Kerala High Court slams MM Mani's sexually loaded, anti-women remarks
The Kerala High Court on Friday termed as 'serious' the allegation that state Power Minister MM Mani made 'unsavoury' remarks against women at a recent public meeting in Idukki.
Kochi: The Kerala High Court on Friday termed as "serious" the allegation that state Power Minister MM Mani made "unsavoury" remarks against women at a recent public meeting in Idukki.
The observation was made by a high court's vacation bench of justices PN Ravindran and PV Asha, while hearing a plea by Kerala resident George Vattukulam, who has sought a court-monitored probe into the allegations that Mani made the "sexually-loaded, anti-women statements" at a public meeting.
While hearing the plea against Mani, the court asked the state counsel if the Kerala police chief was not aware of it.
The bench posed the query as the state counsel opposed Vattukulam'a plea. The bench then also directed the petitioner to produce the CD of the minister's speech and the copy of the complaint made to police in this regard.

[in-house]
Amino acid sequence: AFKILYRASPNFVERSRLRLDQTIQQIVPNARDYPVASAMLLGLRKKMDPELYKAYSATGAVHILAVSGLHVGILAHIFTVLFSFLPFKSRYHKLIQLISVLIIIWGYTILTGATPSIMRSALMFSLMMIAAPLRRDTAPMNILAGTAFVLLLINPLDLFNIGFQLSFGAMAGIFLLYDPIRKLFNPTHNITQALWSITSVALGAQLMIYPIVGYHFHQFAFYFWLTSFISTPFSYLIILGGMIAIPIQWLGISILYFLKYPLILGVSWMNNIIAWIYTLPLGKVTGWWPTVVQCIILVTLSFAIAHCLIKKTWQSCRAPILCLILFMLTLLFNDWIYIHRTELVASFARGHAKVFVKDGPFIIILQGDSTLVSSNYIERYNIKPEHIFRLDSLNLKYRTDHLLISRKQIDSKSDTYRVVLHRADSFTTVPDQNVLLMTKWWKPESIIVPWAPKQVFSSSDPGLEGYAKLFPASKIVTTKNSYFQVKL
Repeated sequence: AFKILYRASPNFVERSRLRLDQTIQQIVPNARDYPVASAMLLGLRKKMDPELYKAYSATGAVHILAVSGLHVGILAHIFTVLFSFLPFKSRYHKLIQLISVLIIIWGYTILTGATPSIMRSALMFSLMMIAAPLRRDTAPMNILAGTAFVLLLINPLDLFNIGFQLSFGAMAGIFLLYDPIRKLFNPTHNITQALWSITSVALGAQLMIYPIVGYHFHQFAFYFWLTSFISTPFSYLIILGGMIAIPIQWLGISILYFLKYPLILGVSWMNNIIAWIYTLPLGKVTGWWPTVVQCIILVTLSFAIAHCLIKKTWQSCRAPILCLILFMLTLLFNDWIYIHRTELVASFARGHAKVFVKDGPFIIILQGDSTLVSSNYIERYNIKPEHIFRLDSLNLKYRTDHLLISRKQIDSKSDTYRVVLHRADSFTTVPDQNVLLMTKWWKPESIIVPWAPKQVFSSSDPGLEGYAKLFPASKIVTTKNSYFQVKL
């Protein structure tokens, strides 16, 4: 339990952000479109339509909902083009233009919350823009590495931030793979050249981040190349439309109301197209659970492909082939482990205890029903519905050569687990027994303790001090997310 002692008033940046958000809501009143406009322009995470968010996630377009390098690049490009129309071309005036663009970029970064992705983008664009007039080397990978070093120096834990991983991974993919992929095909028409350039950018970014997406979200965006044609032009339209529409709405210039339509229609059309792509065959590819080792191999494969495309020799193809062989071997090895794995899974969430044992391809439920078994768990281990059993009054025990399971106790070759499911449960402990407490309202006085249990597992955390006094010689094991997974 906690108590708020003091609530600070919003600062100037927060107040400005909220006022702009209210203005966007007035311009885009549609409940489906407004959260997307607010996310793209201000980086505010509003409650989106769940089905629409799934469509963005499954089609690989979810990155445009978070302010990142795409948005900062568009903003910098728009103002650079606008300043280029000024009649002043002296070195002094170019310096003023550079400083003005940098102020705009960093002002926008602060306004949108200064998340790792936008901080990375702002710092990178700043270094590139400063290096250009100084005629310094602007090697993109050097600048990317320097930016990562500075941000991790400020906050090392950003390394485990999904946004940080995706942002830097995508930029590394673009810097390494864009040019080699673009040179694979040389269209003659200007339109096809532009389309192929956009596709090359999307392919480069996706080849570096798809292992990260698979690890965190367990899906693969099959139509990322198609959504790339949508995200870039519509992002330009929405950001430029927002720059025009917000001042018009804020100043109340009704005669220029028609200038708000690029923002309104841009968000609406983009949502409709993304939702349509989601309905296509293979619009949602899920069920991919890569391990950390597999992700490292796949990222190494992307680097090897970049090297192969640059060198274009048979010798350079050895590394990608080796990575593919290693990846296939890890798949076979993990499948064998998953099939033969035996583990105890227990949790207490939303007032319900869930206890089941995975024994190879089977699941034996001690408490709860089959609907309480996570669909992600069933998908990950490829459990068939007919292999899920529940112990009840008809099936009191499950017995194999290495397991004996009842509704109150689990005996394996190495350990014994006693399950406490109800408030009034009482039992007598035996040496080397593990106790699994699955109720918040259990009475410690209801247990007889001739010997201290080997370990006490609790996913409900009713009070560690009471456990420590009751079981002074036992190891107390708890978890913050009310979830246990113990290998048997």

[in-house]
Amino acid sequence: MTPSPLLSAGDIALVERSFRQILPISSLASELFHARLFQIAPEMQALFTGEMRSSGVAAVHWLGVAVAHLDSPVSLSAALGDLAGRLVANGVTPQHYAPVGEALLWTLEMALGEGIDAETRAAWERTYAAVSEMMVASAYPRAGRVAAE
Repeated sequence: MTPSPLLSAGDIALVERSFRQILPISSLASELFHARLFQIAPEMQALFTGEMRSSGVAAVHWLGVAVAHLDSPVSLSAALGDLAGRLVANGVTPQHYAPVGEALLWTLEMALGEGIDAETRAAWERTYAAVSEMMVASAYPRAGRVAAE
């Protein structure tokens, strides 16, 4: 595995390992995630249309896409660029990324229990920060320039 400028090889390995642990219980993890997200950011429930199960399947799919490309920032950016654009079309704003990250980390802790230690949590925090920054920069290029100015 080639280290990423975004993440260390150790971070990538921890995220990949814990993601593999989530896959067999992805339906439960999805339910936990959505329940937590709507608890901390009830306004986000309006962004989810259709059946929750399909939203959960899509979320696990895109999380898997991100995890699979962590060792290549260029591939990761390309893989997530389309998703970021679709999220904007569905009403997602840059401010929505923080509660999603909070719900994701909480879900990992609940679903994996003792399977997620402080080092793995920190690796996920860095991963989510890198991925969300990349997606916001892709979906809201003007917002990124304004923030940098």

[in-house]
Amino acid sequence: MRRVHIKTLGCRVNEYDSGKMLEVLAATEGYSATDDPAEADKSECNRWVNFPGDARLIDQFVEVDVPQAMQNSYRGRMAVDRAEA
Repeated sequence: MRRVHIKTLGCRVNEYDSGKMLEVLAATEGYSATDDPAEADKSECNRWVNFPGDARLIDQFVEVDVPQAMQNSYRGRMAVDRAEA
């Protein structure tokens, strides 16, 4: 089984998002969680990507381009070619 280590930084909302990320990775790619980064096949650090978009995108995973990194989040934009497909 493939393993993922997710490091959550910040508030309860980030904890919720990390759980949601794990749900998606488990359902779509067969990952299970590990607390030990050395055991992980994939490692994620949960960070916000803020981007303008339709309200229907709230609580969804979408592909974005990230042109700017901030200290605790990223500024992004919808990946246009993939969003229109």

The state counsel opposed the plea, contending that the petition was not maintainable as the petitioner ought to have approached the police or a magisterial court for a probe into the matter.
The counsel denied that the minister made any derogatory remarks against women. He added he was mentioning about media persons during his speech.
At this, the high court observed that the media persons too have their fundamental rights.
The bench subsequently posted the matter for further hearing on next Tuesday.
The petitioner has alleged that Mani had used abusive language against women leaders and activists of "Pembilai Orumai", a group of plantation workers in Idukki district who had organised a month-long stir in Munnar last year.
"The respondent is a habitual offender and regularly uses abusive language and sexually-loaded statements especially against the women," the petition said.
Mani, however, had refuted the allegation against him on the floor of the state assembly. He had told the assembly that he had not used any offensive language against women.
"I have not used the word woman even once in my 17-minute speech," which, he claimed, had been edited by the media, a section of which was against him.
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